My areas of Specialism are Counselling, CBT and EMDR
I am registered as a Practitioner Psychologist/Counselling Psychologist with the Health and Care Professions Council HCPC and I am also a accredited member of the British Psychological Society BPS, the British Association for Behavioural & Cognitive Psychotherapies BABCP and the EMDR Association UK & Ireland.
I can offer my clients general Counselling, Cogntive Behavioural Therapy (CBT) or Eye Movement Desensitization and Reprocessing (EMDR) depending on their needs and the presenting problem.
After the initial first consultation session I discuss the available treatment options with my clients and we generate the appropriate treatment plan together.
During recent years I have also specialised in providing assessments and treatments for Clients who suffer from psychological problems (particularly Post Traumatic Stress or Anxiety) after a personal injury and in this context I also provide medico-legal reports as an Expert Witness.
What is Post-Traumatic Stress Disorder?
Post-Traumatic Stress Disorder, or PTSD for short, is the name given to a combination of reactions to a trauma. Symptoms commonly seen after a trauma include:
• intrusions or flashbacks to the memory of the trauma
• anxious thoughts about the trauma
• fear and avoidance of reminders of the trauma
• irritability or hypervigilance
• poor sleep
• loss of interest and low mood
Almost everyone has some of these symptoms after a trauma, but if they are severe, or last for more than 1 month then they are given the name PTSD. If you have these symptoms you are not abnormal, but you have experienced an extreme and unexpected event and your system has not yet come to terms with it.
When people are traumatised, they may experience such strong emotions the brain is overwhelmed. As a result, the brain is unable to cope with or process information as it does ordinarily. Distressing experiences become 'frozen in time'. They are stored in the brain in the original 'raw' form and can recur as 'action replays' or intrusive memories.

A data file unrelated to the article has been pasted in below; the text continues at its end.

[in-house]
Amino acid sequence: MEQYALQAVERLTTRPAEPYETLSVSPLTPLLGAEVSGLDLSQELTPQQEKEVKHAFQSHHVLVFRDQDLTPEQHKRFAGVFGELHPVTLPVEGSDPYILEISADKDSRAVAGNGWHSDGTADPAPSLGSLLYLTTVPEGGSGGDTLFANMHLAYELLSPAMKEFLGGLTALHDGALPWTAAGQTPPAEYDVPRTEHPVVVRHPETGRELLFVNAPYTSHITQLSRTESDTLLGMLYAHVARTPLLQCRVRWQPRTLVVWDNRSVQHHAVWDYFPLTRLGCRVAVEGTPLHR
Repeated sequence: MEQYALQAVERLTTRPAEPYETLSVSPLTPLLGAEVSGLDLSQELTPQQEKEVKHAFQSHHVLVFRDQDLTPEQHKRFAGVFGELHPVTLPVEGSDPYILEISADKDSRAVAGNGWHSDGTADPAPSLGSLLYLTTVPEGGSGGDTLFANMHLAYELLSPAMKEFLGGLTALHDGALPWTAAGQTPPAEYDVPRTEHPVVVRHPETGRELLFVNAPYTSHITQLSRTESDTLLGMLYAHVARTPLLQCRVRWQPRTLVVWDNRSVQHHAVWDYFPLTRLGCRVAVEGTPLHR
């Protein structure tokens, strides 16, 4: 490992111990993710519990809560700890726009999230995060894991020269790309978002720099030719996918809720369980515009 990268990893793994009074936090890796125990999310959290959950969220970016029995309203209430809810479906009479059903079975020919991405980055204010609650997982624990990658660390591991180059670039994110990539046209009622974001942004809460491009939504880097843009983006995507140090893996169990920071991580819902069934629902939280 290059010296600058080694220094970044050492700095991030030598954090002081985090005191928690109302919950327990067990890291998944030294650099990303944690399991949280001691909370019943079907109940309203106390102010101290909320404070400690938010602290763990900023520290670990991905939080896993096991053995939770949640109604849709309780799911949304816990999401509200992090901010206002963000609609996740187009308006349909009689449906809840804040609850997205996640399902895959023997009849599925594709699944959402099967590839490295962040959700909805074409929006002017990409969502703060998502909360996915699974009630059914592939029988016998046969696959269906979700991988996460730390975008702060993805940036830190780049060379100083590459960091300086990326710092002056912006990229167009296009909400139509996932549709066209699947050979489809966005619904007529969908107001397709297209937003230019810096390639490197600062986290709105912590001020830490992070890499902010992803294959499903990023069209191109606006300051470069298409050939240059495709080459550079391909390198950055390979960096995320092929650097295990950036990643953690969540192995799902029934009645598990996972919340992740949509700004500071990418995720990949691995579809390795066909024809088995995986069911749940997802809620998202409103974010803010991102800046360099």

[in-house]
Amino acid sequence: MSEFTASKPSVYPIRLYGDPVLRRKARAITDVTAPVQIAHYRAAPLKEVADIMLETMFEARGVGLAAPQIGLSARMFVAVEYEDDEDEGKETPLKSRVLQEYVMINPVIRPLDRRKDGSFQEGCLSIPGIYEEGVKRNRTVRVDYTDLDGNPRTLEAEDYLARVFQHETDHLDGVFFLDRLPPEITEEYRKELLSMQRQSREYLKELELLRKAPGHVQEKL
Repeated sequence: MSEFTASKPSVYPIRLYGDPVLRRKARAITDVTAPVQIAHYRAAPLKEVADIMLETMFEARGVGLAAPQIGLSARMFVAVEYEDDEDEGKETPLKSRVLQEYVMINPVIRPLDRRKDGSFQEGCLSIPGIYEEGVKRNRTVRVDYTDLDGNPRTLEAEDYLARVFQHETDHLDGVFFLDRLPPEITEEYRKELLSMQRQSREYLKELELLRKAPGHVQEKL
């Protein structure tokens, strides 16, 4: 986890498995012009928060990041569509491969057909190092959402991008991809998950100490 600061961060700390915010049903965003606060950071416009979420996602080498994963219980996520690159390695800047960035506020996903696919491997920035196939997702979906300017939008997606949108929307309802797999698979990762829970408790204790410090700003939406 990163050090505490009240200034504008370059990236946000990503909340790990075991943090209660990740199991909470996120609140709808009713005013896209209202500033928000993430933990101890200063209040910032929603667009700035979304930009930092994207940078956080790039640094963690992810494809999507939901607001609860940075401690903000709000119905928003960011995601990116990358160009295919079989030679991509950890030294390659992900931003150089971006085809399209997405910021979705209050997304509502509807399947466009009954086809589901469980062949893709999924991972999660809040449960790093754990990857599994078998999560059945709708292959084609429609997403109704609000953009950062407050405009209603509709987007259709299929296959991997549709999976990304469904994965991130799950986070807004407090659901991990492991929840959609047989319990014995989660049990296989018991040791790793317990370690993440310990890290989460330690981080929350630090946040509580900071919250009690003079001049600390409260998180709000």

The person repeatedly relives the original unpleasant event(s). Remembering a trauma may feel as bad as experiencing it the first time because the images, sounds, smells, and feelings haven't changed. Such memories have a lasting negative effect on the way people see themselves, the world and other people. It can affect parts or all of their lives, including their ability to work or study.
What is EMDR and how can EMDR help reduce the symptoms of PTSD?
EMDR stands for Eye Movement Desensitisation and Reprocessing and was developed by an American clinical psychologist, Dr Francine Shapiro, in the 1980s. As a Senior Research Fellow at the Mental Research Institute (in Palo Alto, USA), she published the first research data to support the benefits of the therapy in the 1989.
When I person is involved in a distressing event, they may feel overwhelmed and their brain may be unable to process the information like a normal memory. The distressing memory seems to become frozen on a neurological level. When a person recalls the distressing memory, the person can re-experience what they saw, heard, smelt, tasted or felt, and this can be quite intense. Sometimes the memories are so distressing, the person tries to avoid thinking about the distressing event to avoid experiencing the distressing feelings.
Some find that the distressing memories come to mind when something reminds them of the distressing event, or sometimes the memories just seem to just pop into mind. The alternating left-right stimulation of the brain with eye movements, sounds or taps during EMDR, seems to stimulate the frozen or blocked information processing system.
In the process the distressing memories seem to lose their intensity, so that the memories are less distressing and seem more like 'ordinary' memories. The effect is believed to be similar to that which occurs naturally during REM sleep (Rapid Eye Movement) when your eyes rapidly move from side to side. EMDR helps reduce the distress of all the different kinds of memories, whether it was what you saw, heard, smelt, tasted, felt or thought.
EMDR seems to directly influence the way that the brain functions. It helps to restore normal ways of dealing with problems (e.g. information processing). Following successful EMDR treatment, memories of the event are no longer painful when brought to mind.
What happened can still be recalled, but it is less upsetting. EMDR appears to mimic what the brain does naturally on a daily basis during dreaming or REM (Rapid Eye Movement) sleep. EMDR can be thought of as an inherently natural therapy which assists the brain in working through distressing material.
Research studies have shown that EMDR can markedly accelerate the healing process after a traumatic experience and that the effects are long-lasting. There are now more scientifically controlled studies on the treatment of Post Traumatic Stress Disorder with EMDR than with any other form of psychological treatment.
EMDR is highly effective, preferred by clients and generally of shorter duration than other treatment methods.
You can find more information on the following website of the EMDR Association of UK & Ireland: EMDR Association UK & Ireland.